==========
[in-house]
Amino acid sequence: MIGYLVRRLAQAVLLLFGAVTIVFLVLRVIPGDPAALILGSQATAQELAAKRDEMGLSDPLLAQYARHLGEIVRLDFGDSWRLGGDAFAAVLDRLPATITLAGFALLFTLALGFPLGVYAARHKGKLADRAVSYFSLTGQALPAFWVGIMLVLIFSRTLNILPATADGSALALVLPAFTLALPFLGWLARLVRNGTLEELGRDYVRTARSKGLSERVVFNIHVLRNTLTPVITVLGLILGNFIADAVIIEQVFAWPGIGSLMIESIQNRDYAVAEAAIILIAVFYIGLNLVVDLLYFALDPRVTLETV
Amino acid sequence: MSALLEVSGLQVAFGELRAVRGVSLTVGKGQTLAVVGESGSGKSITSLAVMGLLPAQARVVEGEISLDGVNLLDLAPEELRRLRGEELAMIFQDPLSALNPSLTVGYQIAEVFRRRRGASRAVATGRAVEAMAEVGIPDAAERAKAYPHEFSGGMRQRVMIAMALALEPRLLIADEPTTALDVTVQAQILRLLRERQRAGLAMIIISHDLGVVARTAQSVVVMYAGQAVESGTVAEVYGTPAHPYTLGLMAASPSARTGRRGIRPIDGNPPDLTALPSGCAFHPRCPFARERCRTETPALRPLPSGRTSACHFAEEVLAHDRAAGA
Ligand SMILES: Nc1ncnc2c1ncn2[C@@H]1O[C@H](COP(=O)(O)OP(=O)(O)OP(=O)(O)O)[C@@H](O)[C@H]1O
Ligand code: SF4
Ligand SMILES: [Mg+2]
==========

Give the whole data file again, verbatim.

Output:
[in-house]
Amino acid sequence: MIGYLVRRLAQAVLLLFGAVTIVFLVLRVIPGDPAALILGSQATAQELAAKRDEMGLSDPLLAQYARHLGEIVRLDFGDSWRLGGDAFAAVLDRLPATITLAGFALLFTLALGFPLGVYAARHKGKLADRAVSYFSLTGQALPAFWVGIMLVLIFSRTLNILPATADGSALALVLPAFTLALPFLGWLARLVRNGTLEELGRDYVRTARSKGLSERVVFNIHVLRNTLTPVITVLGLILGNFIADAVIIEQVFAWPGIGSLMIESIQNRDYAVAEAAIILIAVFYIGLNLVVDLLYFALDPRVTLETV
Amino acid sequence: MSALLEVSGLQVAFGELRAVRGVSLTVGKGQTLAVVGESGSGKSITSLAVMGLLPAQARVVEGEISLDGVNLLDLAPEELRRLRGEELAMIFQDPLSALNPSLTVGYQIAEVFRRRRGASRAVATGRAVEAMAEVGIPDAAERAKAYPHEFSGGMRQRVMIAMALALEPRLLIADEPTTALDVTVQAQILRLLRERQRAGLAMIIISHDLGVVARTAQSVVVMYAGQAVESGTVAEVYGTPAHPYTLGLMAASPSARTGRRGIRPIDGNPPDLTALPSGCAFHPRCPFARERCRTETPALRPLPSGRTSACHFAEEVLAHDRAAGA
Ligand SMILES: Nc1ncnc2c1ncn2[C@@H]1O[C@H](COP(=O)(O)OP(=O)(O)OP(=O)(O)O)[C@@H](O)[C@H]1O
Ligand code: SF4
Ligand SMILES: [Mg+2]